ar·cane (är-kān') adj. requiring secret or mysterious knowledge;

Brother Ali feat. Freeway & Joell Ortiz – Best At It

Posted in music by arcanedufresne on September 16, 2009

Another drop from Brother Ali’s upcoming album, Us.   Philly Freezer and Ali make a dynamic duo, and now they are just getting crazy by throwing in Joell Ortiz (Pants will love that).  November is slowly making it’s way here.

Yeah I made it, I’m the world’s greatest

Posted in movies, musings/writings/creations by arcanedufresne on September 16, 2009

Last night I saw a trailer for some crazy horror/thriller/nature-is-where-the-devil-lives trailer starring Charlotte Gainsbourg and Willem Dafoe called Antichrist from Lars von Trier (thanks Annie). The movie looked good, but it got me thinking about the topic of my favorite actors of all time. I can safely say that Bill Murray is my favorite actor, but what I wanted to be able to do was round out a solid top five list. I started this post last night, but wanted to do some research and give it some further thought today. So here it is, while I am mildly concerned that I may have left someone off or not given them or their video library enough consideration, but this is where I ended up:

Bill Murray – I don’t know if I can say that there was a Bill Murray movie I didn’t like (even Osmosis Jones). From his early works in the classics (Caddyshack, Stripes and Ghostbusters) to his more pensive roles (Lost in Translation, Broken Flowers) and his genius work with Wes Anderson (Rushmore, The Royal Tenenbaums, The Life Aquatic) Mr. Murray is the complete package, even if he is a grumpy, reclusive diva now.


Dr. Peter Venkman: This city is headed for a disaster of biblical proportions.
Mayor: What do you mean, “biblical”?
Dr Ray Stantz: What he means is Old Testament, Mr. Mayor, real wrath of God type stuff.
Dr. Peter Venkman: Exactly.
Dr Ray Stantz: Fire and brimstone coming down from the skies! Rivers and seas boiling!
Dr. Egon Spengler: Forty years of darkness! Earthquakes, volcanoes…
Winston Zeddemore: The dead rising from the grave!
Dr. Peter Venkman: Human sacrifice, dogs and cats living together…mass hysteria!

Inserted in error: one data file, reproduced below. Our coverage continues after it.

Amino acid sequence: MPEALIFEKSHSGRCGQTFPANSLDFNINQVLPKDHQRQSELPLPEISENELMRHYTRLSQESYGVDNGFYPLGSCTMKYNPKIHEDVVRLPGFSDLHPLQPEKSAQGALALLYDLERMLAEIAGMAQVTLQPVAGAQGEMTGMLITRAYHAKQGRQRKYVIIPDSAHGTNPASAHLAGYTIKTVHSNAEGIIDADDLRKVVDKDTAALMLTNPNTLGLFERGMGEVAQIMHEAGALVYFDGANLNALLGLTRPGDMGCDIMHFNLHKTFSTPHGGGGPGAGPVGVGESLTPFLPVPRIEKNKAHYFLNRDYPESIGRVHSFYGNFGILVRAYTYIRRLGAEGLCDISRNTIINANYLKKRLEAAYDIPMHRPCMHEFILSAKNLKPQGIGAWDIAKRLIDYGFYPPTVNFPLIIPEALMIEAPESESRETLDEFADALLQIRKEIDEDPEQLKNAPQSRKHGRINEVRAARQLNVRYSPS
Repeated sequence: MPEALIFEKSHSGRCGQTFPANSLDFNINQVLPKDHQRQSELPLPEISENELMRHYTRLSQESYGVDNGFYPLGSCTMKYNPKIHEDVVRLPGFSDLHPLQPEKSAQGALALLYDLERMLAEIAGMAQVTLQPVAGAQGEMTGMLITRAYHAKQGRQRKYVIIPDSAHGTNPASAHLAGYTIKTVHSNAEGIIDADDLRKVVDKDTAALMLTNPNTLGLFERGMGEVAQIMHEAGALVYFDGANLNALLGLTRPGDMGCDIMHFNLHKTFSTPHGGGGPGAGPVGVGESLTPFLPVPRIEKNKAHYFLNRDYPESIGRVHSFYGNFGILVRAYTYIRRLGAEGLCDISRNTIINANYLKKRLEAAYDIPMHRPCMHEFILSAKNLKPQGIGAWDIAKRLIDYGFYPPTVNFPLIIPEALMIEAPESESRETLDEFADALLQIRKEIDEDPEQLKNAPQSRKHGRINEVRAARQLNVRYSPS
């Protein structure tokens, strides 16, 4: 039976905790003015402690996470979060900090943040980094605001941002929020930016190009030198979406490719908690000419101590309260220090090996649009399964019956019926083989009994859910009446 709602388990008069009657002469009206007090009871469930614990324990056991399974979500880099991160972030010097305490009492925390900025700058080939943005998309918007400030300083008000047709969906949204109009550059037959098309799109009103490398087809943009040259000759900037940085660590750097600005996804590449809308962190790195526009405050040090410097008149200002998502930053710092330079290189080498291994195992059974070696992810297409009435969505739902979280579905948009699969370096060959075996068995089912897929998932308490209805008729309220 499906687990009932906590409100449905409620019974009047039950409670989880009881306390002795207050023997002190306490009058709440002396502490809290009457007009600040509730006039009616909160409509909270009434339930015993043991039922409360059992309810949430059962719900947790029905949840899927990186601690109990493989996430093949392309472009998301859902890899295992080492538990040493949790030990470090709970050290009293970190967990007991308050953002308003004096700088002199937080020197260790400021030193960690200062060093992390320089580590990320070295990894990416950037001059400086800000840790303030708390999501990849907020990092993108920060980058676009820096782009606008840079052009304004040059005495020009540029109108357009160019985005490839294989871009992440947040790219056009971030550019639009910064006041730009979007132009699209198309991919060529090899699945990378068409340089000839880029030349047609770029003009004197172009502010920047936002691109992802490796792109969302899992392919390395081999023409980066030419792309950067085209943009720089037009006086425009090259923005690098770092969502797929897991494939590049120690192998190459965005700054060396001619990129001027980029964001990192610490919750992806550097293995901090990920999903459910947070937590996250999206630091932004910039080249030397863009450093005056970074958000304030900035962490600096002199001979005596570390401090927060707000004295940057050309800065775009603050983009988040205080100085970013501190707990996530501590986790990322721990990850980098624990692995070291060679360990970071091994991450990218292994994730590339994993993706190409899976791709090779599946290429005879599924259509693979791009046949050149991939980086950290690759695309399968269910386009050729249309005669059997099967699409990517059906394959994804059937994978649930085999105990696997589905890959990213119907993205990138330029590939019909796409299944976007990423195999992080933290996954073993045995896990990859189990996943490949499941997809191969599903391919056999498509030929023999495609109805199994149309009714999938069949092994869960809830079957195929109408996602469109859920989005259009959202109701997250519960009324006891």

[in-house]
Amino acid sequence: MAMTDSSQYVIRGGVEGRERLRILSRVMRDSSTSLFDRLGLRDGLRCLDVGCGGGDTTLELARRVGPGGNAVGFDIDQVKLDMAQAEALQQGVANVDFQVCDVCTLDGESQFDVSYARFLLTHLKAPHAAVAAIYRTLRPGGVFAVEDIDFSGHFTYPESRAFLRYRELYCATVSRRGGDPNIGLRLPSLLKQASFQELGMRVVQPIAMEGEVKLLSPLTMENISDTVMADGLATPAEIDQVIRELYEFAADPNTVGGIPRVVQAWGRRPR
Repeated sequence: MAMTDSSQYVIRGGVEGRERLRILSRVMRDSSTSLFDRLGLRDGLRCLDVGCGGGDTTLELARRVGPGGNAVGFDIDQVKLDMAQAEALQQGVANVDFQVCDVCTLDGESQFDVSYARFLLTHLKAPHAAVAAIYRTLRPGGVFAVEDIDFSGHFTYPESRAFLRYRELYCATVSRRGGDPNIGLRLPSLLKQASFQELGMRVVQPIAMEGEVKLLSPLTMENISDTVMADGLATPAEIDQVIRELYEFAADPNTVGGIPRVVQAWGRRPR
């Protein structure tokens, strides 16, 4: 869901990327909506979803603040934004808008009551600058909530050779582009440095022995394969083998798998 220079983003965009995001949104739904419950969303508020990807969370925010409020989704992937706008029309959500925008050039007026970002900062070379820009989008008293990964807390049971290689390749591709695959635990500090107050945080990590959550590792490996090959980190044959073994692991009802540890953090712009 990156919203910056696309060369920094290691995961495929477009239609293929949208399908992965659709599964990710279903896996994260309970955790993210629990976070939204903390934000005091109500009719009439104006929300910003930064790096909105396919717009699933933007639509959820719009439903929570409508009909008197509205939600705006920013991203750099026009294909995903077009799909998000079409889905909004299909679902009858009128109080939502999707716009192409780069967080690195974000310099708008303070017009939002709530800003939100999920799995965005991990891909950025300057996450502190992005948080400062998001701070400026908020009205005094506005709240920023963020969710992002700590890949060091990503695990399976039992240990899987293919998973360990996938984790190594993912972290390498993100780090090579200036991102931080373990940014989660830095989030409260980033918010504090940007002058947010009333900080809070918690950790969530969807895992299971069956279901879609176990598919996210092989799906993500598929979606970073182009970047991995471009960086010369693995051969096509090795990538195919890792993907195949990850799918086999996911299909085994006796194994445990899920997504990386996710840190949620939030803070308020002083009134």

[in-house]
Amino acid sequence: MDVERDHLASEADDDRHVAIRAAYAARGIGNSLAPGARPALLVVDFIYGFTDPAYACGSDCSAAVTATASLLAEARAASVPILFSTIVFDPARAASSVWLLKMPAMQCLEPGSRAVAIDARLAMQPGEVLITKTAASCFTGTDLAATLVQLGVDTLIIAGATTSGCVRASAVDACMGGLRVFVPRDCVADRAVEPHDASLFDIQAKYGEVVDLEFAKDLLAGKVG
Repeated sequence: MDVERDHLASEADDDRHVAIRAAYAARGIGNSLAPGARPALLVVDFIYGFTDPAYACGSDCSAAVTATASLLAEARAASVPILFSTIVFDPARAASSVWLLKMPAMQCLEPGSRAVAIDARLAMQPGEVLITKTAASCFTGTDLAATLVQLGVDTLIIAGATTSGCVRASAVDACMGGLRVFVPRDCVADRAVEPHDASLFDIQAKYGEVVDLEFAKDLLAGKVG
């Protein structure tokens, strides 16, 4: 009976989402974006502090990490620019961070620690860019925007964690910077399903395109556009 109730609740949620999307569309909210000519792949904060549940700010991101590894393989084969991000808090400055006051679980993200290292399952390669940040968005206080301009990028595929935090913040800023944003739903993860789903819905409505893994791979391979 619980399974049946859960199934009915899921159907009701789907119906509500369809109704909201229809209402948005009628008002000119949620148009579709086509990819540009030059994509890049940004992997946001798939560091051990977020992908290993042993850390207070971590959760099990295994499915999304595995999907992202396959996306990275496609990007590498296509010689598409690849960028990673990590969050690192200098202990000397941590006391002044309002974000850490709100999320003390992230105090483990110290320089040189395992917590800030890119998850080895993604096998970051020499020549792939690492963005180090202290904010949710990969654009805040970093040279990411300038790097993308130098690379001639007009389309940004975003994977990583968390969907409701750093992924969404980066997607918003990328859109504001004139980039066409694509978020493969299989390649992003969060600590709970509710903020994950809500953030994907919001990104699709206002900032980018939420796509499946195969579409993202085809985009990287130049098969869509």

Bonus points due to the fact that he is playing a zombie in Zombieland, which leads me to…

Woody Harrelson – He always reminded me of my uncle Todd, possibly due to the fact that my dad and uncle used to play basketball together in the early 90’s and this is around the same time I saw Harrelson for one of the first times I remember in White Men Can’t Jump, which is still my favorite work of his to date (but Zombieland could take it’s place). I was never a Cheers fanatic, but looking back, I should be due to my love of Ted “Silver Fox” Danson and, of course, Woody Harrelson. From vigilante cowboy (No Country For Old Men) to train robber (Money Train) to psychotic serial murderer (Natural Born Killers) to Roy Munson, Woody is the man.


Sidney Deane: Hey hey man, what’s the score? Yo! Chump! I’m talking to you! I’m talking to the fucking air.
Billy Hoyle: My name ain’t chump, it’s Billy Hoyle.
Sidney Deane: Billy Hoyle. BILLY HOYLE. Billy Hoyle. Okay Billy… can you count to ten, Billy?
Billy Hoyle: Yeah.
Sidney Deane: Good. What’s the score… Billy?
Billy Hoyle: I don’t know.
Sidney Deane: Then you’re a chump.
Billy Hoyle: I may be a chump, I just said that wasn’t my name.

Willem Dafoe – Maybe it’s the snarly drawl or his innate ability to look both warmly inviting and mildly crazy at the same time, Dafoe has been a dynamo in his versatile collection of roles. Platoon is my personal favorite war movie created, and obviously his role in everyone’s favorite cult hit, Boondock Saints. I even liked him as a cackling closet lunatic Norman Osborne in Spiderman. Of course, my favorite role is his part as Klaus Daimler in The Life Aquatic.


Sgt. Elias: What happened today was just the beginning. We’re gonna lose this war.